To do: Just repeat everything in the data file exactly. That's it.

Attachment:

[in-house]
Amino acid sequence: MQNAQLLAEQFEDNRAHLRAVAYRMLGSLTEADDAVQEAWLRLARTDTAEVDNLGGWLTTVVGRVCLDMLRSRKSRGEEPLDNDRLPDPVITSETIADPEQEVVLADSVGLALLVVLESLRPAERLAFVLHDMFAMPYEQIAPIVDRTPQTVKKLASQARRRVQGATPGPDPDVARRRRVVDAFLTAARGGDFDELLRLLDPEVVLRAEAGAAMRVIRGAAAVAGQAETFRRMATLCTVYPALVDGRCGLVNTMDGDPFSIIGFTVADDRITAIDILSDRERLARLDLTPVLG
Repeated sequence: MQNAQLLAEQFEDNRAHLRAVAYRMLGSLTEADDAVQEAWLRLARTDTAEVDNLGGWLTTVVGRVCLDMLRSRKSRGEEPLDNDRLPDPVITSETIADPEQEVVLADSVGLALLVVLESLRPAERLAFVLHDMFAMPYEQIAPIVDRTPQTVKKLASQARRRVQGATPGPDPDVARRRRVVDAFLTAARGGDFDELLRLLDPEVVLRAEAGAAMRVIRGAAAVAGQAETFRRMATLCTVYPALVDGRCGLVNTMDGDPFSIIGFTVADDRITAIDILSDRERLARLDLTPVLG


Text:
[in-house]
Amino acid sequence: MQNAQLLAEQFEDNRAHLRAVAYRMLGSLTEADDAVQEAWLRLARTDTAEVDNLGGWLTTVVGRVCLDMLRSRKSRGEEPLDNDRLPDPVITSETIADPEQEVVLADSVGLALLVVLESLRPAERLAFVLHDMFAMPYEQIAPIVDRTPQTVKKLASQARRRVQGATPGPDPDVARRRRVVDAFLTAARGGDFDELLRLLDPEVVLRAEAGAAMRVIRGAAAVAGQAETFRRMATLCTVYPALVDGRCGLVNTMDGDPFSIIGFTVADDRITAIDILSDRERLARLDLTPVLG
Repeated sequence: MQNAQLLAEQFEDNRAHLRAVAYRMLGSLTEADDAVQEAWLRLARTDTAEVDNLGGWLTTVVGRVCLDMLRSRKSRGEEPLDNDRLPDPVITSETIADPEQEVVLADSVGLALLVVLESLRPAERLAFVLHDMFAMPYEQIAPIVDRTPQTVKKLASQARRRVQGATPGPDPDVARRRRVVDAFLTAARGGDFDELLRLLDPEVVLRAEAGAAMRVIRGAAAVAGQAETFRRMATLCTVYPALVDGRCGLVNTMDGDPFSIIGFTVADDRITAIDILSDRERLARLDLTPVLG